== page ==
Just like when pit reporters study, how they study also depends on the person. Matt Yocum, who has been a pit reporter for nearly 25 years, was writing out all his notes “on an 11 x 14 posterboard” when he started. Technology has helped Matt streamline the process, “by 80 percent” according to him, but he still utilizes his boards during races.
By living in the Charlotte area, Yocum is able to visit race shops during the week and talk to various teams as he preps by reviewing the previous broadcast and watches last year’s race. It’s that personal connection that Matt strives to get across to the viewer and give viewers a “name to the face” with those working in the garage.
“When you look at NASCAR, there’s that human connection that I think you get with our sport versus any other,” Yocum said. “Just because, fans can walk through the garage area and if you look at an NFL game, you don’t see the practices televised. And you don’t see scrimmages typically televised, all you see are the games. In our sport, from the time they roll out on the racetrack until they drop the checkered flag on Sunday, we typically have everything covered so the diehards are seeing different things in practice. Things you wouldn’t see if we only televised the races.”
“I think that’s why you see the core race fan, especially the NASCAR fan, they know so much. And that’s why we’re basically given the freedom to take it a little more “inside the game” during practice sessions.”
“Everybody has a great story and you don’t just show up at the track. You come from somewhere and typically there’s a great story behind it.”
There are so many things that go into making a good pit reporter. Just like any career, being able to multitask and being a hard worker certainly play into that. But there’s more that goes into it. Live TV is one scary beast, and someone needs to be comfortable speaking to millions of people.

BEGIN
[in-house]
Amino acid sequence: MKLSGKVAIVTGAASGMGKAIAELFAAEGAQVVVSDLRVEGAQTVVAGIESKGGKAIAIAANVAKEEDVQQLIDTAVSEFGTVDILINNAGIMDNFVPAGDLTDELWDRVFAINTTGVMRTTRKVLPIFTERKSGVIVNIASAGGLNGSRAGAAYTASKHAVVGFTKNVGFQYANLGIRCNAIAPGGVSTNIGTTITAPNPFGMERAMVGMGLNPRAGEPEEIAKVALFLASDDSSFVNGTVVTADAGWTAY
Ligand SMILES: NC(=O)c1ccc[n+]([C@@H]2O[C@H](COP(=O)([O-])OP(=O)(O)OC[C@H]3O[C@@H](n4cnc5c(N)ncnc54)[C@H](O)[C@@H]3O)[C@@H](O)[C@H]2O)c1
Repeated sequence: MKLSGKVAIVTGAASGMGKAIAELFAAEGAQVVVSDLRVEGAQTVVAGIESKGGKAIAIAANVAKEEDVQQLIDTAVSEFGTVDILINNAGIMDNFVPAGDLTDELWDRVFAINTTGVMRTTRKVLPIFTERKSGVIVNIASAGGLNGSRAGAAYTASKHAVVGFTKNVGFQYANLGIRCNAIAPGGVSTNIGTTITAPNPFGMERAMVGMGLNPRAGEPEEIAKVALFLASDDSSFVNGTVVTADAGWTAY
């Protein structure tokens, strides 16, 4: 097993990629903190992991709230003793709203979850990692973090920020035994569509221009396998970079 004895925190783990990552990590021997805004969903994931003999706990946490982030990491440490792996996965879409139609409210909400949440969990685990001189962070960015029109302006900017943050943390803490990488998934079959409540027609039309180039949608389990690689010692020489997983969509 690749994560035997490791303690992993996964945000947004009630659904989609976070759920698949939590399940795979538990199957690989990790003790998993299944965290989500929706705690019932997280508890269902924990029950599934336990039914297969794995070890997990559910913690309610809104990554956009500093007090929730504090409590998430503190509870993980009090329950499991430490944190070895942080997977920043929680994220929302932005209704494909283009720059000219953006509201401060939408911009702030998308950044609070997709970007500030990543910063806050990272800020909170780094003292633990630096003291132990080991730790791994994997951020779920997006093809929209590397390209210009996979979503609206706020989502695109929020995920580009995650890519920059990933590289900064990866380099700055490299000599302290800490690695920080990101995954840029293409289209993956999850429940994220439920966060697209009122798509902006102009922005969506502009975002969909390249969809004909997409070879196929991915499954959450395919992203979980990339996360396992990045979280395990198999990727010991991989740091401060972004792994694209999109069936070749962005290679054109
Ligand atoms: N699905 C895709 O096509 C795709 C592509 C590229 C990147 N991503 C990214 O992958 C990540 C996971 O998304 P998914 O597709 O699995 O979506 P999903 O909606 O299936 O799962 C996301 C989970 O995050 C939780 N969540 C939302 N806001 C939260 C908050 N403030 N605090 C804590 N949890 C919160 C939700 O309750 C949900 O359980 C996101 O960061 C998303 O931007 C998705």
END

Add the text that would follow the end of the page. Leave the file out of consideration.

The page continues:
In addition, live TV also means that sometimes things are done on the fly depending on what happens during the race. Because of that, a skilled pit reporter not only needs to know what they’re talking about, they need to be specific and succinct within a certain period of time and make sure they don’t overcomplicate things to confuse new fans while not oversimplifying things to bore diehard fans.
While there are producers in the truck, multiple people remarked the need to self-produce yourself and choose in real-time what is or isn’t necessary for the viewer at home. In addition, Jamie Little explained that a great pit reporter also needs to have great relationships and to be unafraid and be willing to ask the tough questions when that time comes.
“Somebody that’s not bashful [would make a good pit reporter], obviously,” Little said. “You have to have great relationships with people because that’s everything in this business. You have to have relationships, you have to know the right people to go to when something happens or to get storylines or to be tipped off on any storylines. You just have be really confident. You’re on the spot, you’re putting people on the spot and you’re self-producing so you have to think like a producer.”